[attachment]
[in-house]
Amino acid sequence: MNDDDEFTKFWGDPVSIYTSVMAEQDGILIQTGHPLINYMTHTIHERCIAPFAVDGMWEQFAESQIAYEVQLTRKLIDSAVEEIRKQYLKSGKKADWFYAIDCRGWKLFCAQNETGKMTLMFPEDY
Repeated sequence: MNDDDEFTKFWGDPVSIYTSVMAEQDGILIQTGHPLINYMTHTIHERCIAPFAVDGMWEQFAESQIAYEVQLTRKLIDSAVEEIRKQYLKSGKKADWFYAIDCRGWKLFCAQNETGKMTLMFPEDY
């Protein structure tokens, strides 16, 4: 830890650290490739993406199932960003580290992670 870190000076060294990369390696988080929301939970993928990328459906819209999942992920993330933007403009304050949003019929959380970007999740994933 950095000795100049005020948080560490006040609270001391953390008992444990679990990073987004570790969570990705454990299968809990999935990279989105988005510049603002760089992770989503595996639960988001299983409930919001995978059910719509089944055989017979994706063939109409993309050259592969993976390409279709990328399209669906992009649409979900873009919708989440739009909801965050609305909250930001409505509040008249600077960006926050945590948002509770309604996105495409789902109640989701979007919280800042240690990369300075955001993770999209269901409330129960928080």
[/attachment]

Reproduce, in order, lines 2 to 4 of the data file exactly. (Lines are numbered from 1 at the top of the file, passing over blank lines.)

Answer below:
Amino acid sequence: MNDDDEFTKFWGDPVSIYTSVMAEQDGILIQTGHPLINYMTHTIHERCIAPFAVDGMWEQFAESQIAYEVQLTRKLIDSAVEEIRKQYLKSGKKADWFYAIDCRGWKLFCAQNETGKMTLMFPEDY
Repeated sequence: MNDDDEFTKFWGDPVSIYTSVMAEQDGILIQTGHPLINYMTHTIHERCIAPFAVDGMWEQFAESQIAYEVQLTRKLIDSAVEEIRKQYLKSGKKADWFYAIDCRGWKLFCAQNETGKMTLMFPEDY
């Protein structure tokens, strides 16, 4: 830890650290490739993406199932960003580290992670 870190000076060294990369390696988080929301939970993928990328459906819209999942992920993330933007403009304050949003019929959380970007999740994933 950095000795100049005020948080560490006040609270001391953390008992444990679990990073987004570790969570990705454990299968809990999935990279989105988005510049603002760089992770989503595996639960988001299983409930919001995978059910719509089944055989017979994706063939109409993309050259592969993976390409279709990328399209669906992009649409979900873009919708989440739009909801965050609305909250930001409505509040008249600077960006926050945590948002509770309604996105495409789902109640989701979007919280800042240690990369300075955001993770999209269901409330129960928080």